To contrast with the overwhelming Old Testament occurrences of biblical references to God’s direct communication with men, the bible records virtually no Old Testament account of the Holy Spirit being the initiator of human communication. In fact there are only 3 direct references to the Holy Spirit before the life of Christ. There are however, 90 references to various works of the Holy Spirit throughout the New Testament. There are 5 direct references to people speaking based on the presence of the Holy Spirit in their lives: When Elizabeth heard Mary's greeting, the baby leaped in her womb, and Elizabeth was filled with the Holy Spirit. In a loud voice she exclaimed: "Blessed are you among women, and blessed is the child you will bear! (Luke 1:41 NIV); His father Zechariah was filled with the Holy Spirit and prophesied: “Praise be to the Lord, the God of Israel, because he has come and has redeemed his people. (Luke 1:67-68 NIV); All of them were filled with the Holy Spirit and began to speak in other tongues as the Spirit enabled them. (Acts 2:4 NIV); Then Peter, filled with the Holy Spirit, said to them: "Rulers and elders of the people…" (Acts 4:8 NIV); After they prayed, the place where they were meeting was shaken. And they were all filled with the Holy Spirit and spoke the word of God boldly. (Acts 4:31 NIV); Then Saul, who was also called Paul, filled with the Holy Spirit, looked straight at Elymas and said, "You are a child of the devil and an enemy of everything that is right… (Acts 13:9-10 NIV).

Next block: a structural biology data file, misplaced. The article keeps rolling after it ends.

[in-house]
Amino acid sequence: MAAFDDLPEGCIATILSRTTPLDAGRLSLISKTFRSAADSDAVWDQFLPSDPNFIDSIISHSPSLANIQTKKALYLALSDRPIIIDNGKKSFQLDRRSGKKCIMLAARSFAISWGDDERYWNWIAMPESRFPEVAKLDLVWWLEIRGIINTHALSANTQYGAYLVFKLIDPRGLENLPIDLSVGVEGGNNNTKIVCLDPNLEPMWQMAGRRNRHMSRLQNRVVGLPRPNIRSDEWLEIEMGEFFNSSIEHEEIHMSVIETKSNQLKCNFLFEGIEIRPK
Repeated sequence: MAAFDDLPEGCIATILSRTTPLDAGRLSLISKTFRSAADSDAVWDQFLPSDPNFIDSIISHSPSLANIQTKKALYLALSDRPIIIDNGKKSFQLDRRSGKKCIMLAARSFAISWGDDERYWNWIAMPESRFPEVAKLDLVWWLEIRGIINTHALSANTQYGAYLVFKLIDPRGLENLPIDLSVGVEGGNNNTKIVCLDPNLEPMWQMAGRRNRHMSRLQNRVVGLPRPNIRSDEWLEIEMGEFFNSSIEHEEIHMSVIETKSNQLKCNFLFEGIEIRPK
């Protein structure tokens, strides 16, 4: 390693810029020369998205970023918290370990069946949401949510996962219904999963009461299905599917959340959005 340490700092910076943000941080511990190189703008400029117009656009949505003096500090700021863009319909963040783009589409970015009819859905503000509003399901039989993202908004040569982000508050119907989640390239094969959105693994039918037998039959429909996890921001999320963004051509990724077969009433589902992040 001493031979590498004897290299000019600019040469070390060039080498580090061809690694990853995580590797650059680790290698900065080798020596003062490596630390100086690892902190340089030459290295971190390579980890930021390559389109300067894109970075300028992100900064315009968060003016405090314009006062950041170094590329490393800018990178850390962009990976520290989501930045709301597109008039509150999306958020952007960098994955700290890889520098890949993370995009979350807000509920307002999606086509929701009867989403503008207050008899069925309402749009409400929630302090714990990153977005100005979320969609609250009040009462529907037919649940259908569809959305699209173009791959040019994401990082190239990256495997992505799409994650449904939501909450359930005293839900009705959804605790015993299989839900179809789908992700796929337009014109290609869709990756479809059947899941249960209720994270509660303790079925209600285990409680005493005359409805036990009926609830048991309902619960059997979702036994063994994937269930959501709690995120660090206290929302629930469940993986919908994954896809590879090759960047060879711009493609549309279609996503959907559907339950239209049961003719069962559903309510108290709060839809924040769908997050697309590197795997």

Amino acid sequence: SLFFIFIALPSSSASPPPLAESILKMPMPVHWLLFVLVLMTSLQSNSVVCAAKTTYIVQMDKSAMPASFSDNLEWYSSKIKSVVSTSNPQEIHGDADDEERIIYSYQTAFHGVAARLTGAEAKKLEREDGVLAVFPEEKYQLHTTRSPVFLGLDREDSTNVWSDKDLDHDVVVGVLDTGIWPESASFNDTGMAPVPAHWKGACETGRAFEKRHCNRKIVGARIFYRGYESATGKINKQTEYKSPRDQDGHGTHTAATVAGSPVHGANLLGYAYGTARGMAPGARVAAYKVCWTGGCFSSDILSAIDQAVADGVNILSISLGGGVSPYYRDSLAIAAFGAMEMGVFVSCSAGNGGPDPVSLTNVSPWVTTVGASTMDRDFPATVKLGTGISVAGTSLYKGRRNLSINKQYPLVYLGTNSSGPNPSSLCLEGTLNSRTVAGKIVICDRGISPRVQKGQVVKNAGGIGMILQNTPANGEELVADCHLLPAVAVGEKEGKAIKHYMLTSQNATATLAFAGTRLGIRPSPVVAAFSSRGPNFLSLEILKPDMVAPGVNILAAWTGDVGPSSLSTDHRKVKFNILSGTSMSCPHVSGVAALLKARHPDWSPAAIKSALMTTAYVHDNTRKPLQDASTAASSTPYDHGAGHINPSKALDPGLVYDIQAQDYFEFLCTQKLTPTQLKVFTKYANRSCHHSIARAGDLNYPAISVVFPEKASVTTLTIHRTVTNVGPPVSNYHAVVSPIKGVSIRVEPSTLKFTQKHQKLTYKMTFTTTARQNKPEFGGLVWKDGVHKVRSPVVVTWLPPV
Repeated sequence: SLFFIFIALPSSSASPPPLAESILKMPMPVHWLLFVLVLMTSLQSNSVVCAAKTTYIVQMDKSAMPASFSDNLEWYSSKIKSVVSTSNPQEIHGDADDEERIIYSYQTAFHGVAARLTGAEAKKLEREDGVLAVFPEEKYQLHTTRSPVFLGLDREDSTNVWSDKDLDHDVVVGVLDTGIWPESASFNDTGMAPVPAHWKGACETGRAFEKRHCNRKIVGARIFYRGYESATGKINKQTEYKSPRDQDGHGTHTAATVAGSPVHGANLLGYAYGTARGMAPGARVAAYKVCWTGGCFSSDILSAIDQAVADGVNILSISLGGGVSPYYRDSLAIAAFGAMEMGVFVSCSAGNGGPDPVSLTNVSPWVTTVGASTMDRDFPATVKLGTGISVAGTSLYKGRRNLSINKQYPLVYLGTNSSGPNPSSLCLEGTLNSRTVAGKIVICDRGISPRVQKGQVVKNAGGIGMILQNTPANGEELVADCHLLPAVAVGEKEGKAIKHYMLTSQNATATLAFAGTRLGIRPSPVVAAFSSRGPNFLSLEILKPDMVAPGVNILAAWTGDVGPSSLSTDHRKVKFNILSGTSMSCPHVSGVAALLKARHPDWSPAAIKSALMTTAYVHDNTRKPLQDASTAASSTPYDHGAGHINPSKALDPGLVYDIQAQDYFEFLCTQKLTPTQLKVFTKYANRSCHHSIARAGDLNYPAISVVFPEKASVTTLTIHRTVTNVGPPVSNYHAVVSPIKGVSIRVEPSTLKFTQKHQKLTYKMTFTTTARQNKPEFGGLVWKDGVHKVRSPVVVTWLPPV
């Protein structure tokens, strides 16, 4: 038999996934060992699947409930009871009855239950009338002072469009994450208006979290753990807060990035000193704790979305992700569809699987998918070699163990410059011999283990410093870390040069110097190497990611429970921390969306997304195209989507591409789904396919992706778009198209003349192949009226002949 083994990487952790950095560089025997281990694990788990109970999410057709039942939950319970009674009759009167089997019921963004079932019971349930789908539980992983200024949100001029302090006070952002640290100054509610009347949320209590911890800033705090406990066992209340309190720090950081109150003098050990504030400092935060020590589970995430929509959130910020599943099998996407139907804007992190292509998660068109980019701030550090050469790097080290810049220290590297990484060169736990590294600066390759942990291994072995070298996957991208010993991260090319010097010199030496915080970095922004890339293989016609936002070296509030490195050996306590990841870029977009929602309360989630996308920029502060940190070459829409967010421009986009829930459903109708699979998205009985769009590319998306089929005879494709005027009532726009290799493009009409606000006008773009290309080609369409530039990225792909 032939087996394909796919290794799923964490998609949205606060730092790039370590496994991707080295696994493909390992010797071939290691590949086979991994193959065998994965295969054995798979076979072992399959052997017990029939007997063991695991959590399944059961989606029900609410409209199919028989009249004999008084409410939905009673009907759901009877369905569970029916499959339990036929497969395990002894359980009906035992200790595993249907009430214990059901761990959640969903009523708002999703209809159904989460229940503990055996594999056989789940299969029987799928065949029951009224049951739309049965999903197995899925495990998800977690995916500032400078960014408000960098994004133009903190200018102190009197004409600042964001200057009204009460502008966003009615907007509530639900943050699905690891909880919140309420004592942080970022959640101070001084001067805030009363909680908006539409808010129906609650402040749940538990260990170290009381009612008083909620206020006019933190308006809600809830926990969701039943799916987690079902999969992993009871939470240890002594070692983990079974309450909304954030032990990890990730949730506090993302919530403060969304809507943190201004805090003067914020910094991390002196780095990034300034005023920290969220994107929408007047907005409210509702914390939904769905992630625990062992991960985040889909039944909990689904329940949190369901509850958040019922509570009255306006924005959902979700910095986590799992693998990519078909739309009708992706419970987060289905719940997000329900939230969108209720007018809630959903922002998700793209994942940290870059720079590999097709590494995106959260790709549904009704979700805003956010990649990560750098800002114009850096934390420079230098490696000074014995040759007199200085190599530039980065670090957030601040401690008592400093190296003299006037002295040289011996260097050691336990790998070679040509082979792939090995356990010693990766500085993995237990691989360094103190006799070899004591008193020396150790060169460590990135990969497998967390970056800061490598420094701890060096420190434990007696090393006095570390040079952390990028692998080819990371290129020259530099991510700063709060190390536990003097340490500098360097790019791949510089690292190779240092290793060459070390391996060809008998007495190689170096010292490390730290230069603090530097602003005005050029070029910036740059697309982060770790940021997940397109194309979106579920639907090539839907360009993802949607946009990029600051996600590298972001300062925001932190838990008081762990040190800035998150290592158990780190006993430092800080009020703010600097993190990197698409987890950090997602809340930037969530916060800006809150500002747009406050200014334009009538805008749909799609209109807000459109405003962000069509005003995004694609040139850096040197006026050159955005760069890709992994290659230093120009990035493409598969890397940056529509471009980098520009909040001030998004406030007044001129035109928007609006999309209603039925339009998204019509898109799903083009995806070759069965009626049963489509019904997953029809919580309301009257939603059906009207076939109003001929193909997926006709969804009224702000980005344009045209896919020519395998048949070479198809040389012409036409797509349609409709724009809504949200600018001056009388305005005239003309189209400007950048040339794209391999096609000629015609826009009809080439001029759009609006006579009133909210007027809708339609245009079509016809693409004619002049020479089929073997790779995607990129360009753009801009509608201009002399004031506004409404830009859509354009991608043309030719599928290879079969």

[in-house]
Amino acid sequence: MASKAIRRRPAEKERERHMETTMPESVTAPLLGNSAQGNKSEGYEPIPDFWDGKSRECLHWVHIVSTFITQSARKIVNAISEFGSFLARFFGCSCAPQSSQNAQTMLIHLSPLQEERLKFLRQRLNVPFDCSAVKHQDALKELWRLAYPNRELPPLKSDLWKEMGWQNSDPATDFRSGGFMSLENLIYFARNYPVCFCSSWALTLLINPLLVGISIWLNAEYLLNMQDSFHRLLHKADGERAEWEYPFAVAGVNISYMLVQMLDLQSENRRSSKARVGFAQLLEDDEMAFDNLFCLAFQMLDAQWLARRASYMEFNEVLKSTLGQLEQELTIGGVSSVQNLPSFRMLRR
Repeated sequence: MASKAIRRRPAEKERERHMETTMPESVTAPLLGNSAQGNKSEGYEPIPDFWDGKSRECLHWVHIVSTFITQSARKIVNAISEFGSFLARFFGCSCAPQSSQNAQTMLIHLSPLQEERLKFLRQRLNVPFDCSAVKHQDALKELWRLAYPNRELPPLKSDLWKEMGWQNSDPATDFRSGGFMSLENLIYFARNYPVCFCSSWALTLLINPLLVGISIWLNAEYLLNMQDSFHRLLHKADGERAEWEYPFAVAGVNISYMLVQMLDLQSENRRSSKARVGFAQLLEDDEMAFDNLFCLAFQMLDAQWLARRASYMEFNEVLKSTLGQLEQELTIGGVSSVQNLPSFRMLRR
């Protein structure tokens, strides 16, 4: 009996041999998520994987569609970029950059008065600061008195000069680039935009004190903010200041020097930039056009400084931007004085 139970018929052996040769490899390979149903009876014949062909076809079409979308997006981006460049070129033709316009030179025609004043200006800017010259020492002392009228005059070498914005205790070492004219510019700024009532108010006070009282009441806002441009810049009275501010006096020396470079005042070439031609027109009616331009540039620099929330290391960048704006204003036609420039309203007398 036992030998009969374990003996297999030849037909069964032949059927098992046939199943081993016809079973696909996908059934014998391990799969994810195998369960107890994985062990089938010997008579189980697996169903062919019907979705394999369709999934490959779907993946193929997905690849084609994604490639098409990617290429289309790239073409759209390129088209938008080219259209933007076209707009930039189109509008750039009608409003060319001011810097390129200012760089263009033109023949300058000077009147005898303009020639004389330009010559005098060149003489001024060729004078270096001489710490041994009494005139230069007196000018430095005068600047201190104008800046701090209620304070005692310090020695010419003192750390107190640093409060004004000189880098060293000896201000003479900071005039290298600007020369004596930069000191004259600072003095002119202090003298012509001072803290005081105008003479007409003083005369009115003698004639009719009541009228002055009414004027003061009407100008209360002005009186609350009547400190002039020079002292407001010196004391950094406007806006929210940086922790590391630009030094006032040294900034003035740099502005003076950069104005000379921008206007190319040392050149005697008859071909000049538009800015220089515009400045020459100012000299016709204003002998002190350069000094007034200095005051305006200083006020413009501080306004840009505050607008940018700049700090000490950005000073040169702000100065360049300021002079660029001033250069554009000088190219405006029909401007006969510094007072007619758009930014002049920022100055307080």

It is not surprising that the communication between the Holy Spirit and man was mostly conveyed throughout the Book of Acts, as this was the historical account of when God started the “Church Age” which is still in effect up through today. I submit that all genuine accounts of people being given special revelation from God through the present time, is by way of The Holy Spirit. But that is rarely how such communication is presented by those affected. As stated at the top, it is common for people to state “God told me…”; very rarely do you hear people say (particularly among a crowd of non-believers) that “the Holy Spirit said to me or revealed to me…” Unfortunately, the ugly history of major sections of the church and their unwillingness to acknowledge the Holy Spirit has helped to build a stigma against such talk among believers. Believers many times don’t want to appear “crazy” to non-believers by talking about some “Holy Spirit”. And the devil would not have it any other way.
The scriptures says in the Book of Hebrews: But Christ is faithful as a son over God's house. And we are his house, if we hold on to our courage and the hope of which we boast. So, as the Holy Spirit says:” Today, if you hear his voice, do not harden your hearts…” (Hebrews 3:6-8 NIV). Until the Holy Spirit becomes a more visible and audible part of the church culture and lexicon, this problem of getting an unbelieving world to take us seriously when well meaning Christians convey some special divine communication will never happen…and the influence of the Church will continue to be muted.